Review: Cutie and the Beast by E.J. Russell

Cutie and the BeastRating: 4.25 stars
Buy Links: 
 Amazon | iBooks | Amazon UK
Length: Novel


When the temp agency calls offering David Evans a placement as an office manager for a therapist, he is quick to accept the position. David needs the money to help provide treatment for his elderly aunt, and it doesn’t hurt that the doctor has a super sexy voice. When he arrives at the job, however, David meets Dr. Alun Kendrick in person. Alun is super surly and unpleasant and makes it clear he has no interest in having David working for him.

Alun is the former Queen’s Champion of Faerie’s Seelie Court, now turned psychologist for the supernaturals of Portland. Alun was cursed and forced out of Faerie, leaving him with a large scar and severe facial deformities. But he does his penance by helping other supernaturals and secrecy is paramount to their safety. There is no way he can have a human like David around his office.

Alun assumes his disfigurement is more than enough to scare David off, but David is determined to stick it out. He isn’t bothered by Alun’s appearance; his personality, on the other hand, leaves a lot to be desired. But David’s cheerful attitude and determination to hang in there no matter how much Alun pushes him away leaves the men eventually settling into routine at work. And when David makes it clear he is interested in Alun, Alun slowly begins to let down the barriers to being with David and letting himself have some happiness.

But even as the men have found their way together, challenges from the faerie world begin to put them both at risk. Between requirements for Alun to return to Faerie to pledge fealty to the Queen, learning more about David’s family and his past, and threats from those who want more from David than he can give, safety for the men isn’t coming easily. Alun is determined to protect David, even if that means taking himself out of the equation for David’s own safety. But David isn’t willing to give up on his man quite so easily…

Cutie and the Beast is the first book in E.J. Russell’s Fae Out of Water series and it really is an adorable delight. The story is fun, creative, and really entertained me from start to finish. Russell provides some great world building, and Alun’s office is the perfect way to get to know more about the supernatural world and the various creatures that inhabit it. We meet werewolves and dragon shifters, druids and vampires, along with learning more about the fae and the Faerie world that is a big focus of this story. I will say that early on things are a little bit confusing as we meet various supernaturals and learn about their roles, but as the story continues, this becomes easier to absorb and I liked how Russell ends up incorporating all these various side characters into key parts of the story.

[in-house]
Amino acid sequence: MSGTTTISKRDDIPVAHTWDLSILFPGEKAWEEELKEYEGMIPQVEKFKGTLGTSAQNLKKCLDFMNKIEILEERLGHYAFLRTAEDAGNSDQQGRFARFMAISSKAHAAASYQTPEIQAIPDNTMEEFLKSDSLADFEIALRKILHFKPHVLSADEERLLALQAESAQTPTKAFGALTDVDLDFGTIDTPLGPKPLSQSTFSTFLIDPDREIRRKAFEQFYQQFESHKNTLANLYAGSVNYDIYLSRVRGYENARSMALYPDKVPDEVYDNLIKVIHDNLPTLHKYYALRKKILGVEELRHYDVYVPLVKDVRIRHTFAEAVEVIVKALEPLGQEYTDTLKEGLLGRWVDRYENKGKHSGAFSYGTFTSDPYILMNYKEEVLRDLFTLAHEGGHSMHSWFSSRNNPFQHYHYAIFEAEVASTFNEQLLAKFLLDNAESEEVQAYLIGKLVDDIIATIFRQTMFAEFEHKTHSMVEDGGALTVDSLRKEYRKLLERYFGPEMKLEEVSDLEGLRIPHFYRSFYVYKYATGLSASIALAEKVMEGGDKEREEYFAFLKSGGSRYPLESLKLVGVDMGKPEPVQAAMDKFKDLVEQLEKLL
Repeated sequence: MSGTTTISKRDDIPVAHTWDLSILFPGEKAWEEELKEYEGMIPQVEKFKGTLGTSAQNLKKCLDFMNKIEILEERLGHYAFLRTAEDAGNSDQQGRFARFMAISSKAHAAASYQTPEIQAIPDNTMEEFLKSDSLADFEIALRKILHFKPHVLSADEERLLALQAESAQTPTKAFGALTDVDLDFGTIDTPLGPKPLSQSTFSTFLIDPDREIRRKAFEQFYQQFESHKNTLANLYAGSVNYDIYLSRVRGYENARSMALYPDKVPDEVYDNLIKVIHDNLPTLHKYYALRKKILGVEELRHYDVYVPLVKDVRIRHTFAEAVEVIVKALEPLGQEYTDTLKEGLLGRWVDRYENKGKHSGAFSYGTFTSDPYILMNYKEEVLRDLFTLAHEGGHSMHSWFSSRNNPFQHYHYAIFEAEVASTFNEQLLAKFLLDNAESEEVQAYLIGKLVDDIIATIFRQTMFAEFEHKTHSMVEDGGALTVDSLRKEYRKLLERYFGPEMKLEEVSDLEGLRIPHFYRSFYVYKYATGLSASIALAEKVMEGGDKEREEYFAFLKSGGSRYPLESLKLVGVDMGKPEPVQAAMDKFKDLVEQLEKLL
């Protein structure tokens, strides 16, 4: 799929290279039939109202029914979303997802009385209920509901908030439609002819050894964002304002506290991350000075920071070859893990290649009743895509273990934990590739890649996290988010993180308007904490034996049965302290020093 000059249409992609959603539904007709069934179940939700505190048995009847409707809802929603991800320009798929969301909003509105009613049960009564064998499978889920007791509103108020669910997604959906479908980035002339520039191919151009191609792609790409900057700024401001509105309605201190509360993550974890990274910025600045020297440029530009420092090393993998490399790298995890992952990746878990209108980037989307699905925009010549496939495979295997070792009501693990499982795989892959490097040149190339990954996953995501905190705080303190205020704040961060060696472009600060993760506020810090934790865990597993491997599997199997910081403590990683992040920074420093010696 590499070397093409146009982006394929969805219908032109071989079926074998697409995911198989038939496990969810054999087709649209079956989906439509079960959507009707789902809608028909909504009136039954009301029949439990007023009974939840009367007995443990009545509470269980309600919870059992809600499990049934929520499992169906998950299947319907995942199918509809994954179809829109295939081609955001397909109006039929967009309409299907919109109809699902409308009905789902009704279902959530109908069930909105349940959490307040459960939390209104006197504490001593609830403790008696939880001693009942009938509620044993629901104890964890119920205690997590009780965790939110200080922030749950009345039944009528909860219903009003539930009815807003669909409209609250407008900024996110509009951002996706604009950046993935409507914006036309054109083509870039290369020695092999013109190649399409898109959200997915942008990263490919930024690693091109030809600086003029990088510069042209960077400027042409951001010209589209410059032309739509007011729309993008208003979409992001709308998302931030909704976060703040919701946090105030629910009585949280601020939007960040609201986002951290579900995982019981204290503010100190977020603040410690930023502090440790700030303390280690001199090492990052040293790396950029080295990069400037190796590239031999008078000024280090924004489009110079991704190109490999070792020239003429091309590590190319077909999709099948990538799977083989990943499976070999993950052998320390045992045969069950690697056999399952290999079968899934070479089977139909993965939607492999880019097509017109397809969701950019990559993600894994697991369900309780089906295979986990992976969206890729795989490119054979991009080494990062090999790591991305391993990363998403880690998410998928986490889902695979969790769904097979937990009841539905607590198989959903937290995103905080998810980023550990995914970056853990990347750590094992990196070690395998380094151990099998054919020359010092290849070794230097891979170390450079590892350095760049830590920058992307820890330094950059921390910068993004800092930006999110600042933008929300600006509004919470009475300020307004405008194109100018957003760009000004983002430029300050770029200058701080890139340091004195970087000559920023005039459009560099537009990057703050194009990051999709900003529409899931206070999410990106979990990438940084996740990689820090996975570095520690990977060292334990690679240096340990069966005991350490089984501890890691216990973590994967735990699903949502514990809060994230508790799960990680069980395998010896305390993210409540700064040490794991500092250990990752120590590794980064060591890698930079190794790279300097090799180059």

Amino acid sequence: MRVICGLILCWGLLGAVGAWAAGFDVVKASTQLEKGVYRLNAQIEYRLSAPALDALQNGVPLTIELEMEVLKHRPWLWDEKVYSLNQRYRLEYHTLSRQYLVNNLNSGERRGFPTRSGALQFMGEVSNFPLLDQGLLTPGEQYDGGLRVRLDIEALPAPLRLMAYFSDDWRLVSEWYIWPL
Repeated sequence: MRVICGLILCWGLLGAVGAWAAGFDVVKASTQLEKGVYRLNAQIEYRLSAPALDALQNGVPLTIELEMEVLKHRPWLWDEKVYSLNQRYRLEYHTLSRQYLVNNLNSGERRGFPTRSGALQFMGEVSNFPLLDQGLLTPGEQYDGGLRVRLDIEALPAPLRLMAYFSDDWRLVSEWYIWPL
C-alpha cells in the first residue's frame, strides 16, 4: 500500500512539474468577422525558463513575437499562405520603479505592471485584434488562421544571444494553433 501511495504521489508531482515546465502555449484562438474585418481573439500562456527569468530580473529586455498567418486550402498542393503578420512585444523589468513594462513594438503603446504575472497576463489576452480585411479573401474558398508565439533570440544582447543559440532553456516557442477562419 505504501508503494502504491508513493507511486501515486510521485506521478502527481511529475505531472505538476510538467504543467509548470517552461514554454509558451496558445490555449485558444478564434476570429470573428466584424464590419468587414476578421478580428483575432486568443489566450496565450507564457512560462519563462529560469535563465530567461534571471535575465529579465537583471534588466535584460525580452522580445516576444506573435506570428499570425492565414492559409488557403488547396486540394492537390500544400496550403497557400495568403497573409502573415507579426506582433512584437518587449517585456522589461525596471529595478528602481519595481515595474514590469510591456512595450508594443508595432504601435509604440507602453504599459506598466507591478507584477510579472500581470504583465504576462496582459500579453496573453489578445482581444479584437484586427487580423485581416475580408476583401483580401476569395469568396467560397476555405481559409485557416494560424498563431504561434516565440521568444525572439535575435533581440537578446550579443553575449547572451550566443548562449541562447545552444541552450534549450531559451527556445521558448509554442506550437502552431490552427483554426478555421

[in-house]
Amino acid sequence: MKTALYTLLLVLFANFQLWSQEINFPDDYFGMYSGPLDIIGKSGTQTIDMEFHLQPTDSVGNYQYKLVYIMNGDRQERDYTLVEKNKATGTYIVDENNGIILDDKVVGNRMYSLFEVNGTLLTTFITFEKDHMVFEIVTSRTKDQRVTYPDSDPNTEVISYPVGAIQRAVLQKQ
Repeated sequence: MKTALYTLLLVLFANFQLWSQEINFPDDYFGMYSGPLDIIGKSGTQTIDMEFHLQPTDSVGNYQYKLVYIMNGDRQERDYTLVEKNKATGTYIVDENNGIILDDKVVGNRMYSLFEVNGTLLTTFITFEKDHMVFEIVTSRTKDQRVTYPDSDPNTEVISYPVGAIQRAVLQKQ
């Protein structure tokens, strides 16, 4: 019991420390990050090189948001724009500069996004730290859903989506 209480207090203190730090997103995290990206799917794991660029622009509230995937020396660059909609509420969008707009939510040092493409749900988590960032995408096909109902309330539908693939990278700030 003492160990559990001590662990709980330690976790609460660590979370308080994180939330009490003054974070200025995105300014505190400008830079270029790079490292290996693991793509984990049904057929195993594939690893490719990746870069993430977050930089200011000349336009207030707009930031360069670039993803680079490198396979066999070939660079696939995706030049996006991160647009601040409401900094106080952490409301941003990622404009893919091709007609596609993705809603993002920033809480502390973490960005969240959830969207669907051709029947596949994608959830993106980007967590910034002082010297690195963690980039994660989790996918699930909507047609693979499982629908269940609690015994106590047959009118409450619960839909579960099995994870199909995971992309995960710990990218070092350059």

As you can probably guess by the title, this book also has a “beauty and the beast” theme as Alun has severe facial deformities as a result of his curse. This is one of my favorite tropes so I was excited about this one and Russell does a nice job with it. Unlike many of these tales, David really doesn’t need any adjustment time as he quickly accepts Alun’s appearance, but struggles with his temperament. But I do love how David is the one person who sees past Alun’s looks and sees inside to the man underneath. I like how being with David helps Alun not only begin to forgive himself for past mistakes, but also accept himself and realize that he can have (and deserves) happiness.

As I said, this is the first book in the series and it appears the other books will feature Alun’s brothers Gareth and Mal. We meet both men here and they have fascinating stories and so I am really excited to see them developed in future books. So this is a really enjoyable start to a fun paranormal series. I really loved the tone of this one and the world building is really interesting. I am definitely excited for more.

jay signature

Comments

  1. I really liked this one, too! And I loved the second book as well. Looking forward to #3!!

  2. This sounds like a fun read. Thanks for the review, Jay.

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